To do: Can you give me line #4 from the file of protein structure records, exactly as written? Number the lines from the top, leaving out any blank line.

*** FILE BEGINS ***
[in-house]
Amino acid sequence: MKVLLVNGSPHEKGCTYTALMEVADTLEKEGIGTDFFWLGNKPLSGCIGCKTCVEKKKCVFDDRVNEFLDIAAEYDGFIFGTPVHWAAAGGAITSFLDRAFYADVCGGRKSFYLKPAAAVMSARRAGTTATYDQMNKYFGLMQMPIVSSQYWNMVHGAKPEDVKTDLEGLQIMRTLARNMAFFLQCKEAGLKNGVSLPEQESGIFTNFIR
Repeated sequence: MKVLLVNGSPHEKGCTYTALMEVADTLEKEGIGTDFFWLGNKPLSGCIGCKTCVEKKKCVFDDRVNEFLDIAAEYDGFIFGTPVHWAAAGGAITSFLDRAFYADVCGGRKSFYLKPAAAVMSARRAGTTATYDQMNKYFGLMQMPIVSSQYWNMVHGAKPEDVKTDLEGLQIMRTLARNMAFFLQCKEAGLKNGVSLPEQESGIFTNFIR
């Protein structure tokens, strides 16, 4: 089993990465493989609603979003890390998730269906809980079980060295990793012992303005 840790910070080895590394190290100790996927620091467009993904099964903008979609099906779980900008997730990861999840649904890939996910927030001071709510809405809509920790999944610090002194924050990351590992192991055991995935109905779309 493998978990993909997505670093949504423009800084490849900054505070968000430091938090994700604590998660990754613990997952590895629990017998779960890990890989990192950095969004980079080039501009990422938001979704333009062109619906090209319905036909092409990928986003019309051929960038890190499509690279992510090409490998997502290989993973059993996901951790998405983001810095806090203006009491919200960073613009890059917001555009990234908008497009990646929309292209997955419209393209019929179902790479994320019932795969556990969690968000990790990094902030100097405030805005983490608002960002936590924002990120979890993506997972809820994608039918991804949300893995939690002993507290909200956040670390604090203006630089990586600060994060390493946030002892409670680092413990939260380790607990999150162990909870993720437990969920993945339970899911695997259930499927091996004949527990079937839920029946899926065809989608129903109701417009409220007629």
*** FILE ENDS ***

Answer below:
């Protein structure tokens, strides 16, 4: 089993990465493989609603979003890390998730269906809980079980060295990793012992303005 840790910070080895590394190290100790996927620091467009993904099964903008979609099906779980900008997730990861999840649904890939996910927030001071709510809405809509920790999944610090002194924050990351590992192991055991995935109905779309 493998978990993909997505670093949504423009800084490849900054505070968000430091938090994700604590998660990754613990997952590895629990017998779960890990890989990192950095969004980079080039501009990422938001979704333009062109619906090209319905036909092409990928986003019309051929960038890190499509690279992510090409490998997502290989993973059993996901951790998405983001810095806090203006009491919200960073613009890059917001555009990234908008497009990646929309292209997955419209393209019929179902790479994320019932795969556990969690968000990790990094902030100097405030805005983490608002960002936590924002990120979890993506997972809820994608039918991804949300893995939690002993507290909200956040670390604090203006630089990586600060994060390493946030002892409670680092413990939260380790607990999150162990909870993720437990969920993945339970899911695997259930499927091996004949527990079937839920029946899926065809989608129903109701417009409220007629």